Time to Shutter Mobile Devices, Motorola?
Motorola Co-chief Executive Sanjay Jha says the company is “completely committed to making [its] handset business work.” The question is CAN the handset business be made to work? Judging from the company’s latest earnings, the answer would appear to be a categorical “no.”
As the table above (click to enlarge) clearly shows, Motorola’s handset business is fast deteriorating, with fourth-quarter sales plummeting 51 percent.
And it’s only going to get worse. A weak product portfolio has already shorn Motorola’s share of the handset market to 6.5 percent–about half what it held a year ago. And with no strong product offerings until late 2009/early 2010 and consumer spending declining, Motorola’s prospects in the mobile handset sector look lousy. “They better hurry and fix mobile devices or it will become irrelevant,” said RBC Capital Markets analyst Mark Sue. Goldman analyst Simona Jankowski agreed: “I feel their position in handsets is awful and will get worse,” she told Reuters.
Indeed, as Global Crown Capital analyst Tero Kuittinen notes, Motorola’s entire handset portfolio is in disrepair. “Media keeps focusing on the high-end trouble–and Lord knows their luxury line-up is a hot mess,” said Kuittinen, who describes the company’s phone problems as “gruesome.” “But the real issue here is Motorola’s aging mid-range and low-end portfolios, particularly the senescent W-series, which is their big volume driver. Nokia executed an aggressive low-end revamp in the second half of 2008–bringing features like a megapixel camera and QVGA display to notably low price points. Motorola’s mass market models are looking heavy, boring and outdated in comparison. Redesigning the low-end portfolio is extremely expensive–particularly if you have to redesign the high end at the same time. I think it’s this issue that may become insurmountable for Motorola.”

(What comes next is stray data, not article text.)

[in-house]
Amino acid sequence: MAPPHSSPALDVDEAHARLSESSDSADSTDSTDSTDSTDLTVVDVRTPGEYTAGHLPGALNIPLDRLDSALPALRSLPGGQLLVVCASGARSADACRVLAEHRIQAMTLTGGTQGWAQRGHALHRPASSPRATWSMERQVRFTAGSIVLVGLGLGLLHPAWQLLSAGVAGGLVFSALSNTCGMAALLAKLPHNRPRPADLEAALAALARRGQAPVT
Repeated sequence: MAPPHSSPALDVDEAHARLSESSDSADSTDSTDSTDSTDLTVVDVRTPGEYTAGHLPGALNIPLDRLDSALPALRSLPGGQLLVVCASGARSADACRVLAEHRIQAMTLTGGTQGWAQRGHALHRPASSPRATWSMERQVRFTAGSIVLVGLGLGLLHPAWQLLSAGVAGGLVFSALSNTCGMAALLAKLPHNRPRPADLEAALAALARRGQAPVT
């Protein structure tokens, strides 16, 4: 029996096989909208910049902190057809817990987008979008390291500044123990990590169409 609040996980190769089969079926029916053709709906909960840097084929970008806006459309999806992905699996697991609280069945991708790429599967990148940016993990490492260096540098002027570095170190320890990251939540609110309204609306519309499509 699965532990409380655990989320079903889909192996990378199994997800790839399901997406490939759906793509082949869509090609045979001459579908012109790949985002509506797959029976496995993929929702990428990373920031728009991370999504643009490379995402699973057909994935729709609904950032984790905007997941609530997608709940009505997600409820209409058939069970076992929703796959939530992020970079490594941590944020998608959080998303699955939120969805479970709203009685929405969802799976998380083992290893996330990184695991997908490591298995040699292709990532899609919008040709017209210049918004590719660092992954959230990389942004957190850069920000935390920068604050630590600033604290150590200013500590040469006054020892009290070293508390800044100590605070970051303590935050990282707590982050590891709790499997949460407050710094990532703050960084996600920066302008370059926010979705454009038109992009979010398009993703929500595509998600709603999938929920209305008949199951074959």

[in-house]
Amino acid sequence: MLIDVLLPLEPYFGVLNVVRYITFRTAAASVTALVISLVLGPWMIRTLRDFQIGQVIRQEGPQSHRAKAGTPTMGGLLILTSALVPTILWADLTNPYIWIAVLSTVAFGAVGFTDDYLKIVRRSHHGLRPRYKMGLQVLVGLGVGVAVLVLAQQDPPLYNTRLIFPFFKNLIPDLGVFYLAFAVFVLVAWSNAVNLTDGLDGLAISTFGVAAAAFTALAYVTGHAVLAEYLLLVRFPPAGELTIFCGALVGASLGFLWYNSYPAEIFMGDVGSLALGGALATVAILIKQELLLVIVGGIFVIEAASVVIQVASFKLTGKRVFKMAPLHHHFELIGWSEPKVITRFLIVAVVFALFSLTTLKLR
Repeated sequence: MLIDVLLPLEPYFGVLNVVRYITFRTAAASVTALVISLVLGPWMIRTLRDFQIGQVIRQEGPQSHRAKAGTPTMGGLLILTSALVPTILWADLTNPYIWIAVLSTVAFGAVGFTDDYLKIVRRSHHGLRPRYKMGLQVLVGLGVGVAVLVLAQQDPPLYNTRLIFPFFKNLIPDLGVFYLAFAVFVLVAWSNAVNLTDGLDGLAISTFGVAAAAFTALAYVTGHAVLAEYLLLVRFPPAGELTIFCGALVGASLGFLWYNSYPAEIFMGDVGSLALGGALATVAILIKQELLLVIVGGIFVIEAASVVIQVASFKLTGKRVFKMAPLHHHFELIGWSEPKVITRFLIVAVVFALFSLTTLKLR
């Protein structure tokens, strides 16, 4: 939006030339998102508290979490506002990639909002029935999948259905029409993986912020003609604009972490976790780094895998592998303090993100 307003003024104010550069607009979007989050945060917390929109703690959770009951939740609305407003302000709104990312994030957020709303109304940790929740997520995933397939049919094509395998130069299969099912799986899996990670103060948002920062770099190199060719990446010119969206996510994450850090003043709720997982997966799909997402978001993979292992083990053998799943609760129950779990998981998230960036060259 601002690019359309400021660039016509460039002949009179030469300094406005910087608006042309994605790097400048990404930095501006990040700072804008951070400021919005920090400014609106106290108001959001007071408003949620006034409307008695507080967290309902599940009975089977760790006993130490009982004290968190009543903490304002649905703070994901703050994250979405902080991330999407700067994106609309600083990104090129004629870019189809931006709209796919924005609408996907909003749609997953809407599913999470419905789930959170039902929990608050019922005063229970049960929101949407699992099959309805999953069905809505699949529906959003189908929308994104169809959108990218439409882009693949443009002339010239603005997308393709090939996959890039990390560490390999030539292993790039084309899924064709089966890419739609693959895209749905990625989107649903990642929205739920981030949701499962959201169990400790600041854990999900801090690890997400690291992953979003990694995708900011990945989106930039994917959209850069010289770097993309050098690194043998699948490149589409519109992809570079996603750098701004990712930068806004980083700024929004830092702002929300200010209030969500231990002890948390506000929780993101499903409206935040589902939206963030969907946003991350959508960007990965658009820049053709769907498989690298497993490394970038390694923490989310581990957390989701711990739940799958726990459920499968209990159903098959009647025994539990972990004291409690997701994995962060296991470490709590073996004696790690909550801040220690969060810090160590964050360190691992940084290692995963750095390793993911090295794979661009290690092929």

So perhaps its time for Motorola (MOT) to do the inevitable: shutter its mobile devices division. After all, there’s no way it’s going to spin it off during this recession.
Said Kuittinen, “Shutting down the handset division would be incredibly painful and would happen only when every other option is ruled out. But the other two options are becoming increasingly unlikely. They really tried to sell or merge the handset unit a year ago–no takers in China or Japan while those economies were still doing OK. The other option would be to turn around the handset business. But they seem to be pulling back from the low-end market and withdrawing into mid-range and high-end. That’s a tough trick to pull off, because they have almost no high-end business left and running the mid-range portfolio alone is something no company has ever done successfully. Motorola’s volumes are getting too small to support a global business.”